MicroStrategy said Monday it owns more than 100,000 bitcoins after completing another purchase round, this time spending roughly $489 million on 13,005 tokens.
Shares of the Virginia-based enterprise software company were down more than 6% in premarket trading, mirroring a similarly sized slide in the price of bitcoin Monday morning. The cryptocurrency was down over 8% to around $32,200 per token as reports surfaced that China was ratcheting up its crackdown on bitcoin mining.
MicroStrategy said the average purchase price of its 105,085 bitcoin trove is $26,080 apiece, including fees and other expenses. The company’s holdings were worth more than $3 billion as of Monday.
MicroStrategy has in the past year gone from relative obscurity to a well-known force on Wall Street and in the crypto community, thanks to its aggressive bets on bitcoin and the evangelizing from Chairman and CEO Michael Saylor, who routinely touts bitcoin on Twitter. He’s racked up over 1 million followers on the social-media site.
In a CNBC interview last week, Saylor defended the company’s crypto pursuits, which has involved debt offerings in order to buy more bitcoin. MicroStrategy also recently filed for a program to sell $1 billion worth of additional stock, proceeds from which can be used to acquire bitcoin.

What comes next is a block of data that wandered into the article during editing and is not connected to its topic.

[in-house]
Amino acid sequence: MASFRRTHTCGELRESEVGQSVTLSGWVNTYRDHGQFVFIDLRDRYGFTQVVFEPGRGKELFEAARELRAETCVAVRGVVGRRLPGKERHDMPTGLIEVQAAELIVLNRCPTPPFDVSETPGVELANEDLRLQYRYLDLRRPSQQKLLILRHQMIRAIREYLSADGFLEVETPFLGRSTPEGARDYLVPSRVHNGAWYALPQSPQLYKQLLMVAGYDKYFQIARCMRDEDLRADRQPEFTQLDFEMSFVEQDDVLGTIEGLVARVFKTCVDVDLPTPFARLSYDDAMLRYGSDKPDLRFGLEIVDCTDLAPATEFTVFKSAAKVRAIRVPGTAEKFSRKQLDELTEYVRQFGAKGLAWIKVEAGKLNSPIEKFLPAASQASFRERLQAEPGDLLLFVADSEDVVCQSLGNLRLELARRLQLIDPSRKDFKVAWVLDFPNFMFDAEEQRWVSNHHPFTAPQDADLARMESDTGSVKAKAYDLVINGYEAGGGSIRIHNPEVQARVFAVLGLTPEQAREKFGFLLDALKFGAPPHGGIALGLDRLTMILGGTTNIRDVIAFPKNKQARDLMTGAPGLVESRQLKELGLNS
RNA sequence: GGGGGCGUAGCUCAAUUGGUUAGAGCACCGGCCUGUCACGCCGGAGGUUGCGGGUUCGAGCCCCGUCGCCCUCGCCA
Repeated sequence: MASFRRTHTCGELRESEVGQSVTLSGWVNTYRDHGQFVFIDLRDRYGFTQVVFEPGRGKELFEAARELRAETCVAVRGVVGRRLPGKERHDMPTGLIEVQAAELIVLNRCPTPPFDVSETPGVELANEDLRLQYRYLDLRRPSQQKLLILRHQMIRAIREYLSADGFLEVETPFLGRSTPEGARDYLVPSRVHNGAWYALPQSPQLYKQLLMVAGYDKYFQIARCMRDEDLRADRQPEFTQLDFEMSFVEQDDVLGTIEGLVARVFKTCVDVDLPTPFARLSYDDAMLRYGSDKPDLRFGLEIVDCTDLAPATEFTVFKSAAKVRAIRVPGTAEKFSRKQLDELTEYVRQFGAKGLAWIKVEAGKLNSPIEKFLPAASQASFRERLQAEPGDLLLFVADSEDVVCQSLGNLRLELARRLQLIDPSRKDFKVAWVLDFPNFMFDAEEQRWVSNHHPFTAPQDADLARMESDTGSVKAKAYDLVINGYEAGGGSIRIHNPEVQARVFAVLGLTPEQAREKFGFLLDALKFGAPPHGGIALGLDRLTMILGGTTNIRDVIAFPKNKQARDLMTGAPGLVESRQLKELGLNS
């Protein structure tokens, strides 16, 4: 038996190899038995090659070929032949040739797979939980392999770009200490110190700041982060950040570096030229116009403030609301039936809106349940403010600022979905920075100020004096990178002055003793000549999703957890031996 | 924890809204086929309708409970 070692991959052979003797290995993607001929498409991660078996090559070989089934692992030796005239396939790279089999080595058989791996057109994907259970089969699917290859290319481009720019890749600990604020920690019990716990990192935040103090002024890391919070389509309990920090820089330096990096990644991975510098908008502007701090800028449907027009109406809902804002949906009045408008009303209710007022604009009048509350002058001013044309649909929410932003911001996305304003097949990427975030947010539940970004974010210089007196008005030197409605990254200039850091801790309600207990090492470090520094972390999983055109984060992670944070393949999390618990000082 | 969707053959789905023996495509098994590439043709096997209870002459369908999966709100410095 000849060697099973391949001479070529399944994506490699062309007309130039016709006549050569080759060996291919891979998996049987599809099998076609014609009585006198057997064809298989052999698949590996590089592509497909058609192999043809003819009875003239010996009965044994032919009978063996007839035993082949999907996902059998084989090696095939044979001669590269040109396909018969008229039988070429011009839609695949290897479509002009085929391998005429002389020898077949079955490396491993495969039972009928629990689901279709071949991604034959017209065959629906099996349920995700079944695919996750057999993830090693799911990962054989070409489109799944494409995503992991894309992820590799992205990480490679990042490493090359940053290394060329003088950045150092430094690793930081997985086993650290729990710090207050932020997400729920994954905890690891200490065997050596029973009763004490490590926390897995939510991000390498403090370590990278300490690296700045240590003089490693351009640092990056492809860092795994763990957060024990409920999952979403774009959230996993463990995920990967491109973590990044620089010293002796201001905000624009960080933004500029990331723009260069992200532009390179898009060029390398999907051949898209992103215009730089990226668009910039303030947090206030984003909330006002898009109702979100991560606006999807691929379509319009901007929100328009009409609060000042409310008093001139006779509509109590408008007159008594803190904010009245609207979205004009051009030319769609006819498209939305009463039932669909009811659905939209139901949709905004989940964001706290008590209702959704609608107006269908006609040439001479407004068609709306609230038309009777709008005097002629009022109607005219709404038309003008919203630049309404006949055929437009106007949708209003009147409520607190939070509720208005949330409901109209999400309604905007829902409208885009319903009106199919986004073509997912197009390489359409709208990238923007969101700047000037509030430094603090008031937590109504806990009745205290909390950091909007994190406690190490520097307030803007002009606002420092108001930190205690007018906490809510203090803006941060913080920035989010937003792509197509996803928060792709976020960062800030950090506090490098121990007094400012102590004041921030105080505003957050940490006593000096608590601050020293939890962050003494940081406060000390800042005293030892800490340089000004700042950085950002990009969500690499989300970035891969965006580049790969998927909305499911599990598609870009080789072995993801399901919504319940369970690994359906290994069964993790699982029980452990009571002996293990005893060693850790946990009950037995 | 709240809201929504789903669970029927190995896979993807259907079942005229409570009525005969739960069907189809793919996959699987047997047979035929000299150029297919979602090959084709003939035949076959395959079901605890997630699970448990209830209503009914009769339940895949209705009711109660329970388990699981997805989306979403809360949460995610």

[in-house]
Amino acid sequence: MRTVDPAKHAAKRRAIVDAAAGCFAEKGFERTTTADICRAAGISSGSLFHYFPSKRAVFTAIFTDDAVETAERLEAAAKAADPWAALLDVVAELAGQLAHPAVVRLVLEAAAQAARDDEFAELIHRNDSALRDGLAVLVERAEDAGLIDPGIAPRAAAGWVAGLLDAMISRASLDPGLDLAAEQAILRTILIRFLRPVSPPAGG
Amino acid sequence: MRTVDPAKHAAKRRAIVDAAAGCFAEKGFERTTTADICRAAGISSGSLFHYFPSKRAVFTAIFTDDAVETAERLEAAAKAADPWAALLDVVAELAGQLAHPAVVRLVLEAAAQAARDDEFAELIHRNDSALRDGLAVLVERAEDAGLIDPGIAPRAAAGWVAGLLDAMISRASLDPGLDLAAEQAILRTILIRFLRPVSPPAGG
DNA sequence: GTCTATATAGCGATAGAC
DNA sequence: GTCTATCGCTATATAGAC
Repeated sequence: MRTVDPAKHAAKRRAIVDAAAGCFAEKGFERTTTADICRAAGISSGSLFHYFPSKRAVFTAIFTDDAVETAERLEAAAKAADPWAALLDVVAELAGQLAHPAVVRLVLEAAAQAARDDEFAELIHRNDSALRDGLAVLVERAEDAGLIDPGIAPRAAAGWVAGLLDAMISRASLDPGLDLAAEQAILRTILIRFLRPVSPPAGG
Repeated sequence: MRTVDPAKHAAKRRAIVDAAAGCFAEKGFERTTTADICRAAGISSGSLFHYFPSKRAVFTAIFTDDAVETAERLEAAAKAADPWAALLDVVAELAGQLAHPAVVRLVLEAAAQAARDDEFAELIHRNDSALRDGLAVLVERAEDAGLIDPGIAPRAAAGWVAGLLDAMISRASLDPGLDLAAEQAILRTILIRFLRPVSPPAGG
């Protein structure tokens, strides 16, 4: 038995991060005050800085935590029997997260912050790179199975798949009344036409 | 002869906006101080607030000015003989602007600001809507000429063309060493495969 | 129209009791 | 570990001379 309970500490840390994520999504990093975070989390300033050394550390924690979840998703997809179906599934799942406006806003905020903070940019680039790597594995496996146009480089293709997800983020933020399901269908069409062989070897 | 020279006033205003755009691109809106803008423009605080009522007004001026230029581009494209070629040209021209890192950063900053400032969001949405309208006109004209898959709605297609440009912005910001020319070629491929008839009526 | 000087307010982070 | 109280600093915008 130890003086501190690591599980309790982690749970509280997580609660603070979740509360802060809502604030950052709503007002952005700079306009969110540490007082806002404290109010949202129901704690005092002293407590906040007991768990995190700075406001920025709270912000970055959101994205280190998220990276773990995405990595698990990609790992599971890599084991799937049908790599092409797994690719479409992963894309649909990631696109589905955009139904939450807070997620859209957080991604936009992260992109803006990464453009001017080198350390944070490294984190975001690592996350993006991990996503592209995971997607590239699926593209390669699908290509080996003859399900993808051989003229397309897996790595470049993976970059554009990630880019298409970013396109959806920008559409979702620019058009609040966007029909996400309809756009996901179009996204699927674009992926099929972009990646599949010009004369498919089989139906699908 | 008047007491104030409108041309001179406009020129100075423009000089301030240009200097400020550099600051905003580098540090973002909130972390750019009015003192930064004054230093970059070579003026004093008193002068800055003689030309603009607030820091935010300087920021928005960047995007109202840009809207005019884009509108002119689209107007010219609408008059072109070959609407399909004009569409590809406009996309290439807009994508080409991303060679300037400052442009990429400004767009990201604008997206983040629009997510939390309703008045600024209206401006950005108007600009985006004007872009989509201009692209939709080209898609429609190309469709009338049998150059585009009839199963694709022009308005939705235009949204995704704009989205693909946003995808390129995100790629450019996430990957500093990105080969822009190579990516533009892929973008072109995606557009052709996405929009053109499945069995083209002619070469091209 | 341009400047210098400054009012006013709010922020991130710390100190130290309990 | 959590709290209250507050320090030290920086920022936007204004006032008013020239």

“We rotated our shareholder base and transformed ourselves into a company that’s able to sell enterprise software and to acquire and hold bitcoin, and we’ve done it successfully with leverage,” Saylor said.
“That has increased the power of the brand by a factor of 100. We just had our best software quarter … in the last 10 years last quarter,” he added, noting total revenues were up 10% year over year. “The bitcoin business is driving shareholder returns. I think the employees are happy. The shareholders are happy.”
MicroStrategy’s stock has soared since the company announced its maiden bitcoin buy before the bell Aug. 11. Shares have risen around 423% from its Aug. 10 close to Friday’s closing price of $646.46.
The stock hit a 52-week high on Feb. 9, trading above $1,300 per share, which was its highest level since the dot-com boom.
Bitcoin has suffered a rough trading stretch in the past two months after hitting its all-time high near $65,000 in April, around the time of Coinbase‘s blockbuster direct listing.
Bitcoin, the world’s largest cryptocurrency by market value, was still up about 11% year to date, based on Monday morning’s trading price.